Thesaurus / unearth


The earliest studies of this sort all involved very small populations, but there are now a couple that have unearthed reasons for optimism, suggesting that immunity will last at least a year, and perhaps longer.
As the two dug through sand and bones, Eriksen recalls, “We unearthed this mass of plastic.”
We tend to unearth deeply unsettling and upsetting truths, which was especially hard in a deeply unsettling and upsetting year.
Owners often rush out of competitive pressure, focusing on publicly popular candidates rather than meticulously determining what they want and unearthing coaches who fit.
All kinds of big scores have been unearthed in the woods around Amandola over the years.
Newly unearthed census records show Hopkins, who amassed wealth as a merchant and railroad investor, held one person as property in 1840 and four people in 1850, according to Johns Hopkins University officials.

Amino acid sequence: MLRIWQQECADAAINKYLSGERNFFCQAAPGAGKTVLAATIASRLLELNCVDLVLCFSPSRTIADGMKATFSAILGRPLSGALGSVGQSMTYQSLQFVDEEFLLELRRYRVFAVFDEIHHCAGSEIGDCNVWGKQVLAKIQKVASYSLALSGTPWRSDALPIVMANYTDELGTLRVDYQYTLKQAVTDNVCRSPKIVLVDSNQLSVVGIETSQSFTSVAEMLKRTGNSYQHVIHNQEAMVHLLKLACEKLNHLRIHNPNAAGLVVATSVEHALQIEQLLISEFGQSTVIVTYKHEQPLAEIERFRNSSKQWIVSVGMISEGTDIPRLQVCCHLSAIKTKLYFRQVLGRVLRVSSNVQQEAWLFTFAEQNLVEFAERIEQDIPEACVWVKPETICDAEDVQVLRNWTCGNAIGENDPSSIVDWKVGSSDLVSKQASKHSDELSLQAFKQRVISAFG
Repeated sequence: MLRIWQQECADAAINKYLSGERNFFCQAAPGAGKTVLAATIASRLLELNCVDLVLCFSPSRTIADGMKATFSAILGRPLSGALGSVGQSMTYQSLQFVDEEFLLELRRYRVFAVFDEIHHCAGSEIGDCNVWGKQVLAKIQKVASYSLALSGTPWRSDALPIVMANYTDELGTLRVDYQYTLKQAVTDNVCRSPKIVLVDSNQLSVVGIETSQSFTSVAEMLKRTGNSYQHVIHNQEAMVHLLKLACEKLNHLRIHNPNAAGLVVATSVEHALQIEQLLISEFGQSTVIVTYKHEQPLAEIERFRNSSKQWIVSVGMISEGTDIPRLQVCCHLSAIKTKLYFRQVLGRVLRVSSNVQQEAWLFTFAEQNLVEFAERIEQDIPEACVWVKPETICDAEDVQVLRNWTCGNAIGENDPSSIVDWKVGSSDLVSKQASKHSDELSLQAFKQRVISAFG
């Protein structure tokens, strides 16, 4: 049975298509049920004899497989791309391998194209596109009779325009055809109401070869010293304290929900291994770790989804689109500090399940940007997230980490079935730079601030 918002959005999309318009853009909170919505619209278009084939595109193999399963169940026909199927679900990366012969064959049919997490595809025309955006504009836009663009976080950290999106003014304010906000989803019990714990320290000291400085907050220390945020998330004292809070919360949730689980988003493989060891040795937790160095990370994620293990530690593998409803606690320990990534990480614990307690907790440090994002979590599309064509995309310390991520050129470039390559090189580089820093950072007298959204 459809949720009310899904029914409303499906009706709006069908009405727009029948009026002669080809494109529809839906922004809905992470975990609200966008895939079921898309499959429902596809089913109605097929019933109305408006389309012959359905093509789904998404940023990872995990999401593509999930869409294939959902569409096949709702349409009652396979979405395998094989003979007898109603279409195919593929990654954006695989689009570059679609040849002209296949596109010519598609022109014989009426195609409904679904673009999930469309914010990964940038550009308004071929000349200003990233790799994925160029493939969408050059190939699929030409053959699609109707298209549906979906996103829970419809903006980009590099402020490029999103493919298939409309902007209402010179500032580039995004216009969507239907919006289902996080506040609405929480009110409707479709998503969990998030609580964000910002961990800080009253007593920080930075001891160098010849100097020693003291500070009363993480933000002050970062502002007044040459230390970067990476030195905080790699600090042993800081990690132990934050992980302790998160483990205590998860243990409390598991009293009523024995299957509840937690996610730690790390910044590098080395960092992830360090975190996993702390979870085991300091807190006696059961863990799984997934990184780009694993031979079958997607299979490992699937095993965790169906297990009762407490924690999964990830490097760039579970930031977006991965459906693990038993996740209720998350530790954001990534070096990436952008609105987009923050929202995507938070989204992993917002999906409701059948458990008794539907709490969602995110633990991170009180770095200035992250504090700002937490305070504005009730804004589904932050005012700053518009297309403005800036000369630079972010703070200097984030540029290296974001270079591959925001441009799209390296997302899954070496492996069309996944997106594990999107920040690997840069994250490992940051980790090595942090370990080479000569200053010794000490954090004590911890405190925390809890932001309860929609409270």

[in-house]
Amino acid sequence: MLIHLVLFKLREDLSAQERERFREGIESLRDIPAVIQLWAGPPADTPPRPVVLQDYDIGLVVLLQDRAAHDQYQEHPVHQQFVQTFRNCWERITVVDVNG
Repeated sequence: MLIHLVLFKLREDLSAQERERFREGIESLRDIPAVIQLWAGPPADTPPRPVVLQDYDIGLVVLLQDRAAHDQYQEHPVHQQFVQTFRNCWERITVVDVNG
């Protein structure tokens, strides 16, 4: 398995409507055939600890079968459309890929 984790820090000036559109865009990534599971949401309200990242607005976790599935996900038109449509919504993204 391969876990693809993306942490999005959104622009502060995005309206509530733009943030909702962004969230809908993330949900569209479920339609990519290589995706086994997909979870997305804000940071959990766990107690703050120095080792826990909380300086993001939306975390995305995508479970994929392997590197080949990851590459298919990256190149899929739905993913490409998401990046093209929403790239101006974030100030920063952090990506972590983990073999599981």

Von Daacke said he is glad Hopkins is unearthing and confronting its past.
The study, conducted by KPMG, did unearth some lingering shortcomings.
That’s equal to the width of walls forming a gateway into Gath that were unearthed in 2019, according to archaeologist Jeffrey Chadwick of Brigham Young University in Provo, Utah.
They say their findings not only confirm earlier hints of a large buried lake but also unearth a handful of smaller ponds encircling the main body of water and separated by strips of dry land.


Roget's 21st Century Thesaurus, Third Edition Copyright © 2013 by the Philip Lief Group.


propinquitynoun | [proh-ping-kwi-tee ]SEE DEFINITION
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